Exiles and Voyagers Out: The Traveler’s Perspective in Modern British Literature

full name / name of organization: 
South Atlantic Modern Language Association
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Exiles and Voyagers Out: The Traveler’s Perspective in Modern British Literature

Modernist culture, marked by what Raymond Williams called its “transnational capitals of an art without frontiers,” celebrated the traveler, whether author or character, and placed the formerly marginal figures of the exile and émigré at the center of an emergent cosmopolitan aesthetic discourse. The late 19th
century and early decades of the 20th century also saw the creation of travel and communications technologies that allowed borders to be crossed more frequently and with greater ease, even as nation-states saw the need to define and control those borders more strictly (as we see, for instance, in the development of the European passport system during the First World War).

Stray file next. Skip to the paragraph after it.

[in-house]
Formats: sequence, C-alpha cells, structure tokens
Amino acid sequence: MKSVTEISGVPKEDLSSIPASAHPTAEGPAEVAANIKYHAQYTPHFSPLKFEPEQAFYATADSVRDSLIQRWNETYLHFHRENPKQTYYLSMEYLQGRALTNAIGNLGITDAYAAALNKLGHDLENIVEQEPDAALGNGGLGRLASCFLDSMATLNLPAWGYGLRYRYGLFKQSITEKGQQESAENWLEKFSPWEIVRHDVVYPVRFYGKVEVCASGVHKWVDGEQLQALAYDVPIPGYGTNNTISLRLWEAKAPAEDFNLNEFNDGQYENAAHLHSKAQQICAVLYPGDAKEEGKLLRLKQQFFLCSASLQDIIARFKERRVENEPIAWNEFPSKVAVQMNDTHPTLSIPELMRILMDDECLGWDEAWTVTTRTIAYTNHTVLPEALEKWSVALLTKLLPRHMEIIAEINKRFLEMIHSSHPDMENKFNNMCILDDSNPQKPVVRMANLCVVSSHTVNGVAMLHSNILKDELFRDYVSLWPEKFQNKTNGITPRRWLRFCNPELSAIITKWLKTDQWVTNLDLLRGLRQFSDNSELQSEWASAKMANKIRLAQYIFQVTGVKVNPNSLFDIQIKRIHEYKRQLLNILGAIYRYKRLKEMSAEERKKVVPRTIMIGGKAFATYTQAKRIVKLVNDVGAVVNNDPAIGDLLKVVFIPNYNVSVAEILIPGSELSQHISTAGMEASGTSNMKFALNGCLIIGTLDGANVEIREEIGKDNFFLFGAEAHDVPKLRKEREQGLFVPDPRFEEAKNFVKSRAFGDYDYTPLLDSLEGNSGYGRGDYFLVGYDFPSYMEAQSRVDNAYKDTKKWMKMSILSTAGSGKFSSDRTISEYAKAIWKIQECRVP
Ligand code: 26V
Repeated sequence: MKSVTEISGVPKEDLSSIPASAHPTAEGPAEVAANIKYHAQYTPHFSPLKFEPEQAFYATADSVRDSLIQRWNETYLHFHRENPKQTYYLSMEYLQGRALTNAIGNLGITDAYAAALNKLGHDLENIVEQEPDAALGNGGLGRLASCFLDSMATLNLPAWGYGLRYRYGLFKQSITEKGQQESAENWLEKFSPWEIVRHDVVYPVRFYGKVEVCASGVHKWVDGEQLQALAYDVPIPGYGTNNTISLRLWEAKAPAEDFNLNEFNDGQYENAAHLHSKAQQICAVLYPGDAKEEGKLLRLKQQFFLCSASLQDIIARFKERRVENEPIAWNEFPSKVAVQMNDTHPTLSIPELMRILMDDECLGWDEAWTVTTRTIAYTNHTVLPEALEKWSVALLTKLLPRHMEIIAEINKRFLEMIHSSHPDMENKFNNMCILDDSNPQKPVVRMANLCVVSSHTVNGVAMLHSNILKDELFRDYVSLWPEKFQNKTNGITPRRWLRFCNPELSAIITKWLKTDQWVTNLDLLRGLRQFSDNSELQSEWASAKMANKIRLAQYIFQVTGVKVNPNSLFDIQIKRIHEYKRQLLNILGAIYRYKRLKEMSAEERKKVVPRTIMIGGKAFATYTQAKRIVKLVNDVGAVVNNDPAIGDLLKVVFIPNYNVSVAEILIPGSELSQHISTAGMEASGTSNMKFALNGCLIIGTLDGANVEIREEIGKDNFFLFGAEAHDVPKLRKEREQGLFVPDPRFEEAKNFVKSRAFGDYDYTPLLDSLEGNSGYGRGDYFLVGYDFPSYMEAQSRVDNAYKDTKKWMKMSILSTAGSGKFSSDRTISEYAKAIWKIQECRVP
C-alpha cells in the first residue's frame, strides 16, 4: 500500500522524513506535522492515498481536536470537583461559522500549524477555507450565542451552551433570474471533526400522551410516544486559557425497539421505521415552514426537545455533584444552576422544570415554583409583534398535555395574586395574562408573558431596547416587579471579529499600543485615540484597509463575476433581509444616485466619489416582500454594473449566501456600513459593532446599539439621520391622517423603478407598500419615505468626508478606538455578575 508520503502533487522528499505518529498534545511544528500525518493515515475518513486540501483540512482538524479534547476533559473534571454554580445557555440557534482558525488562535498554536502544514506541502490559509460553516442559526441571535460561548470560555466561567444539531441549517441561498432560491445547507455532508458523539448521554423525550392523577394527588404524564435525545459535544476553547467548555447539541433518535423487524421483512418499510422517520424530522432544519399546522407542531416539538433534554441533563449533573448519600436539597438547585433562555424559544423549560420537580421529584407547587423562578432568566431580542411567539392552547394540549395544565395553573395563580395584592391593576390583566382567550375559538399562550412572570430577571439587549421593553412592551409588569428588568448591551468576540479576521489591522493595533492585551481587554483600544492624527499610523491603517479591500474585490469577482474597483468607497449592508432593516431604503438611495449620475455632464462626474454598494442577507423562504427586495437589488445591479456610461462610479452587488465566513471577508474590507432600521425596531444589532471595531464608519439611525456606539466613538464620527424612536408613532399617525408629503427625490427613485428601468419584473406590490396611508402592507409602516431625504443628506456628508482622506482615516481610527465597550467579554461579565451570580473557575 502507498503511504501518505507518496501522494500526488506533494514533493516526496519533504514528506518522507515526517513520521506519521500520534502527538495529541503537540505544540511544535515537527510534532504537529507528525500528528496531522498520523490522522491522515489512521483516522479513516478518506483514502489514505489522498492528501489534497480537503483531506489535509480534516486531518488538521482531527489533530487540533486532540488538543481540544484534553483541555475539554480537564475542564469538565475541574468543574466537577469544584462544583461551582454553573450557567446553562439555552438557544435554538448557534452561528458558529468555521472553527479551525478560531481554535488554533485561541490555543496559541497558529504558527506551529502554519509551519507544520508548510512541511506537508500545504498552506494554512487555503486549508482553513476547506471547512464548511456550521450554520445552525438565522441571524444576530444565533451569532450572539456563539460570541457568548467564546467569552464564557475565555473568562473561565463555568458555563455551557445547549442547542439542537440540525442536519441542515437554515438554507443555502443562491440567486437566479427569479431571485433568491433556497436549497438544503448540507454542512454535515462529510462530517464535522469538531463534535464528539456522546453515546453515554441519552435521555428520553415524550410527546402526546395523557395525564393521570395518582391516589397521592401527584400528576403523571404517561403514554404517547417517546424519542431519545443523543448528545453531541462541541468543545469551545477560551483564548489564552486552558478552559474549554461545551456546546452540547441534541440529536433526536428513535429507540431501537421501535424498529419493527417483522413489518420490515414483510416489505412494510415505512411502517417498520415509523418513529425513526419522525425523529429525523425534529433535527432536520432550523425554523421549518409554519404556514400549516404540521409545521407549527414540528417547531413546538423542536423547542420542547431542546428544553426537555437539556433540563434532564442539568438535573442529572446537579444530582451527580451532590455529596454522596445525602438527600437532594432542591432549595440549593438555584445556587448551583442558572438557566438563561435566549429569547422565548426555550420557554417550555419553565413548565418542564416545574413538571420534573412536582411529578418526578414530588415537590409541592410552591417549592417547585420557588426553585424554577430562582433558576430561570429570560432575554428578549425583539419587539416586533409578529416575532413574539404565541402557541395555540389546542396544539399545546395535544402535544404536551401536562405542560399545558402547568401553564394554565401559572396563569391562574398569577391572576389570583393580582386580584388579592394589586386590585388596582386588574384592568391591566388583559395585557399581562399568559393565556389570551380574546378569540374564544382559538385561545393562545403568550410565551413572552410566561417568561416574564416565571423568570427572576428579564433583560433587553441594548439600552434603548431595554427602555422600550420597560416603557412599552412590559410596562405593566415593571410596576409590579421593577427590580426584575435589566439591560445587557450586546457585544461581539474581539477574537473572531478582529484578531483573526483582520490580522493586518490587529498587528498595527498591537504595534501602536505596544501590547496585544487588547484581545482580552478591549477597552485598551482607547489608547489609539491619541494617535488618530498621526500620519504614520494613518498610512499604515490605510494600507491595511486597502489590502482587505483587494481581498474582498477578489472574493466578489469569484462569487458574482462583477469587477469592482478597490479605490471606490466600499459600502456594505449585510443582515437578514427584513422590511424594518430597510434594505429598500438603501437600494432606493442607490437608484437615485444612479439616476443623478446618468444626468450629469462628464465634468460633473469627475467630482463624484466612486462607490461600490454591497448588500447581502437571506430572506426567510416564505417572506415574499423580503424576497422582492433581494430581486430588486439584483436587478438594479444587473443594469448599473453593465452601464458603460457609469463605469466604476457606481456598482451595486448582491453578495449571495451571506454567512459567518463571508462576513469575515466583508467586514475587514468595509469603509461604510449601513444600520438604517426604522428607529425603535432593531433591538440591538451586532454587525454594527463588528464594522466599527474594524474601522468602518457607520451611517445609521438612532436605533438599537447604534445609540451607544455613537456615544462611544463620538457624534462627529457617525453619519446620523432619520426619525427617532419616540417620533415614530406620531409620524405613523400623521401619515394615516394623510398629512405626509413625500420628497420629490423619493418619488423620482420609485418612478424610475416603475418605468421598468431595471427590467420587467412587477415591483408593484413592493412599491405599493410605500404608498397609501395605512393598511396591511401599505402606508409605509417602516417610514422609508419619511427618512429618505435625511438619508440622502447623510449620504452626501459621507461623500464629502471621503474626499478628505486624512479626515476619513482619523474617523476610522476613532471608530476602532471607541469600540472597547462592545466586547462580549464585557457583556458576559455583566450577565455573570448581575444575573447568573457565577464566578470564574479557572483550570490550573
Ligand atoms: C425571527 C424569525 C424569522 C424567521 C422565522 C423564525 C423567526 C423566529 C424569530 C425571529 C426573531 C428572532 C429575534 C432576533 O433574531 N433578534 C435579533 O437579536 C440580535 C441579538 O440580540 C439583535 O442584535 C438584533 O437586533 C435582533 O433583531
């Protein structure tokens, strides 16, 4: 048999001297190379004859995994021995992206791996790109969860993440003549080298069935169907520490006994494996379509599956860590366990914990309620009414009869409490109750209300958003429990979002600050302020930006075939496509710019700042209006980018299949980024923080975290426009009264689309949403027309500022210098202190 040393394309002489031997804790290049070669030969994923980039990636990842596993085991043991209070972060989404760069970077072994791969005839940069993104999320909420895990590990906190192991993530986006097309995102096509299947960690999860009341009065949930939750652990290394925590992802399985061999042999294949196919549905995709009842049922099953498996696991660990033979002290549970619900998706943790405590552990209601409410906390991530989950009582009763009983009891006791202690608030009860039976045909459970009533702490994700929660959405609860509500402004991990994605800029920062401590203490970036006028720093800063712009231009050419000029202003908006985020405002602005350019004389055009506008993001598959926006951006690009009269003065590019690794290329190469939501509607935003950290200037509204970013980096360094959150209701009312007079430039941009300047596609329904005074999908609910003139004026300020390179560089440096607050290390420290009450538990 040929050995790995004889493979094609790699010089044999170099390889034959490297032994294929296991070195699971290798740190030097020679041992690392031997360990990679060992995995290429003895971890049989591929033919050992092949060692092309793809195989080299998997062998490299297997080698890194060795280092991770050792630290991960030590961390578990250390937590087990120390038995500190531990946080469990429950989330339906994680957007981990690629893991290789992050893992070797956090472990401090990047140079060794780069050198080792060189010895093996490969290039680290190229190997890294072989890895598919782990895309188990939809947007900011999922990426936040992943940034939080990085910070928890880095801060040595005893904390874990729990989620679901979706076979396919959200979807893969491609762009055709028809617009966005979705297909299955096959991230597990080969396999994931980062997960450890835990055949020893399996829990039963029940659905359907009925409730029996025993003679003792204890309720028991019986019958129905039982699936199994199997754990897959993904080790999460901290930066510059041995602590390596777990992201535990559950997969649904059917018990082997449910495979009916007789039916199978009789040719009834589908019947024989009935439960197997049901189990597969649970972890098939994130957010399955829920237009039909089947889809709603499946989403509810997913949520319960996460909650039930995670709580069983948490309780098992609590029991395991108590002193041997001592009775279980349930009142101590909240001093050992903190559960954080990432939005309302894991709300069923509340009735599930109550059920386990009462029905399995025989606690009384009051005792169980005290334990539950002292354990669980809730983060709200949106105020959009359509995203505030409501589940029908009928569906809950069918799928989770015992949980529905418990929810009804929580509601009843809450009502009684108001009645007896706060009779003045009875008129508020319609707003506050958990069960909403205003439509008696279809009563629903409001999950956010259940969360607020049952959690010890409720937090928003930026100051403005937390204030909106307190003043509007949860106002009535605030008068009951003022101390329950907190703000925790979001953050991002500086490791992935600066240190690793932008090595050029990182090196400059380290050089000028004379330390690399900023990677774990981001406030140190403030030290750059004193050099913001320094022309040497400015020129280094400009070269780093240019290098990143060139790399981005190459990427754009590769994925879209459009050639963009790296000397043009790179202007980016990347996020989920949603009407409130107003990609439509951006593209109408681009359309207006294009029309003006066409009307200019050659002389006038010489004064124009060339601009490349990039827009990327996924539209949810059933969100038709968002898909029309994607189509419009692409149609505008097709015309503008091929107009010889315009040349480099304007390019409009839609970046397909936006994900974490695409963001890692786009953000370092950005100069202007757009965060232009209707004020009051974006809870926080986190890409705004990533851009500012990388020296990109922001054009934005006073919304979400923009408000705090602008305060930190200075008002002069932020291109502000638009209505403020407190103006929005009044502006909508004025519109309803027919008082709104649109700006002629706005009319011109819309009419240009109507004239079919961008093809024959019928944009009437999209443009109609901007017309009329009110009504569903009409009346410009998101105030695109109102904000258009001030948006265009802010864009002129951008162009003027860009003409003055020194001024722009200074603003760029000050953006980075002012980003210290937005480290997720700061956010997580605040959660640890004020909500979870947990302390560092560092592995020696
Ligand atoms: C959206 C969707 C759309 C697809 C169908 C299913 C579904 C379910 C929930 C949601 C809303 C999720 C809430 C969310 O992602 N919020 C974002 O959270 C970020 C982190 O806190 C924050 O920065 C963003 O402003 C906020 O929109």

This session of the 2012 South Atlantic Modern Language Association invites paper proposals that address those aspects of Modern British literature that engage questions of travel, dislocation, and/or exile. Topics may include, but are not limited to transnational modernism(s), literary (self-)exiles, border crossings, modernist travel narratives, and voyages as metaphors.

By June 30th, 2012, please submit paper proposals of no more than 500 words and a short c.v. (including complete contact information) to Ryan Shirey, Wake Forest University, at shireyrd@wfu.edu.

cfp categories: 
modernist studies